Researchers at the University of California, San Diego have developed a novel method of disguising nanoparticles as red blood cells, enabling them to evade the body's immune system and deliver cancer-fighting drugs straight to a tumor. The research will be published June 27, 2011 in the online Early Edition of the Proceedings of the National Academy of Sciences.
According to the researchers, the method involves collecting the membrane from a red blood cell and wrapping it like a powerful camouflaging cloak around a biodegradable polymer nanoparticle stuffed with a cocktail of small molecule drugs. Researchers call the technique “drug-polymer blending”. Nanoparticles are less than 100 nanometers in size, about the same size as a virus. The technique allows researchers to precisely control the ratio of drugs loaded into the particle. They can also control the rate at which each drug will be released once it enters a tumor cell.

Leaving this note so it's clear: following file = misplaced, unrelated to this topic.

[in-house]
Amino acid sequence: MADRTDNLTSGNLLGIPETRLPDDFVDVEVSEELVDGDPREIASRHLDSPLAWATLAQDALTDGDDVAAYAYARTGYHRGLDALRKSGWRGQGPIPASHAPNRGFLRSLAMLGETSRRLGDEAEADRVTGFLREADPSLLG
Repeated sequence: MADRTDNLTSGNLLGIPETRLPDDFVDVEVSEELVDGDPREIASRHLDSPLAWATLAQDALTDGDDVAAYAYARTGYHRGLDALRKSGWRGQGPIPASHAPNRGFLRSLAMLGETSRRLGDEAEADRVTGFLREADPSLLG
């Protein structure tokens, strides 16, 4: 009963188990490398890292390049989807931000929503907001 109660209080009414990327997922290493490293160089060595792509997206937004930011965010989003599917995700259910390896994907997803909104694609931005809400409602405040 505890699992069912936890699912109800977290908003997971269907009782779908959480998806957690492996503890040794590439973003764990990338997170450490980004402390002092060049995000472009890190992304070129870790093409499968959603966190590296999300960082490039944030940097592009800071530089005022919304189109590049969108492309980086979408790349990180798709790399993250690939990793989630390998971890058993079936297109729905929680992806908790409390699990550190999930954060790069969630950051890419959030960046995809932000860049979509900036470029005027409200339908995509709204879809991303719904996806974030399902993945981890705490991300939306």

"This is the first work that combines the natural cell membrane with a synthetic nanoparticle for drug delivery applications." said Liangfang Zhang, a nanoeningeering professor at the UC San Diego Jacobs School of Engineering and Moores UCSD Cancer Center. "This nanoparticle platform will have little risk of immune response".
Researchers have been working for years on developing drug delivery systems that mimic the body's natural behavior for more effective drug delivery. That means creating vehicles such as nanoparticles that can live and circulate in the body for extended periods without being attacked by the immune system. Red blood cells live in the body for up to 180 days and, as such, are "nature's long-circulation delivery vehicle," said Zhang's student Che-Ming Hu, a UCSD PhD candidate in bioengineering, and first author on the paper.
Researchers from MIT and Brigham and Women’s Hospital already use specially designed stealth nanoparticles to deliver two very different chemo drugs, cisplatin and docetaxel, to prostate cancer cells. Other research has successfully used the technology to target liver cancer and breast cancer cells.